Return to Ostagar and its outcome, with some variation.

There is something in the air, an ash-like substance, which stings the throat and parches the mouth… like back there, in the Deep Roads. Now matter how much water they drank, no matter that the corruption-covered rocks oozed liquids and the air was humid with decay, their mouths felt dry all the time and the thirst could not be quenched.

Experiencing this again, under the lights of the sky, is unthinkable.

Though, since the sky is dimmed and the light tinged red even in the full daylight, it is not particularly surprising; or would not be, if Ned did not remember this very place in its glory of lush greenery and fresh air, scented with pine pitch.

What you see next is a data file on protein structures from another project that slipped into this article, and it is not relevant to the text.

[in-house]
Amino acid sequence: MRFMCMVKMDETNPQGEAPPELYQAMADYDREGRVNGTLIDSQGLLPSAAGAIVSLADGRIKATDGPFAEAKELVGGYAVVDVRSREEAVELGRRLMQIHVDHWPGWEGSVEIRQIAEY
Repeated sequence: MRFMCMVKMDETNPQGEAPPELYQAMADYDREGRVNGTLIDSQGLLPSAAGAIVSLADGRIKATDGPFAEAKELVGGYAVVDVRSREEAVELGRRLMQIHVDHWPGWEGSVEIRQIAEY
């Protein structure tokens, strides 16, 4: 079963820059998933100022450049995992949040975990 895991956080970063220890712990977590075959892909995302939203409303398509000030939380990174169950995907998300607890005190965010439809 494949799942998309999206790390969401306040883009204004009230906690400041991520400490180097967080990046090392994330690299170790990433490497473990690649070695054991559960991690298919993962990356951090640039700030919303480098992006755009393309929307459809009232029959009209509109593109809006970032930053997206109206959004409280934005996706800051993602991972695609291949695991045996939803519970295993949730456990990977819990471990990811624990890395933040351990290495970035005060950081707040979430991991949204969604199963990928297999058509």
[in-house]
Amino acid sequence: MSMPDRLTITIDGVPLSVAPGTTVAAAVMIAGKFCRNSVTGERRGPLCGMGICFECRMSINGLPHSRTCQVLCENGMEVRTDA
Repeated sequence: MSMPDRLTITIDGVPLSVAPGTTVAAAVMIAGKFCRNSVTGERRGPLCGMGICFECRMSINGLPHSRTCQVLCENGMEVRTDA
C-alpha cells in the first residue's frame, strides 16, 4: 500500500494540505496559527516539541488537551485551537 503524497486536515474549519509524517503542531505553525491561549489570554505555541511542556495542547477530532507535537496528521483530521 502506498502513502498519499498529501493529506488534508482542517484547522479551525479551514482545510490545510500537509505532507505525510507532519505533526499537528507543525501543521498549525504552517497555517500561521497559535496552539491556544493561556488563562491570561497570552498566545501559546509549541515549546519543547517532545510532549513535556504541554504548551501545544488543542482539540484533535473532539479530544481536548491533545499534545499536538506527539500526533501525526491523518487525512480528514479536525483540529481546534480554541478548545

The desolation stretches for miles: corrupted dead trees, piercing the sky like crooked fingers; black slime, covering the pools of thawing snow; the fleshy, mould-like layers covering the ground here and there and suffocating the last enduring remains of vegetation.

The Taint. Humming and singing to its tiny part in Ned's veins.

In the Deep Roads, the desolation never seemed so… entire.

They put shawls and kerchiefs over their mouths, rather as an encouragement than real protection, and brace their hearts, as they proceed towards the centre of the corruption.

What little life they encounter is blighted… or darkspawn themselves.

And then, the old Imperial Highway leads them into a valley, cutting deep into the once-forested hills… until the high walls of Ostagar appear in the ever-present fumes.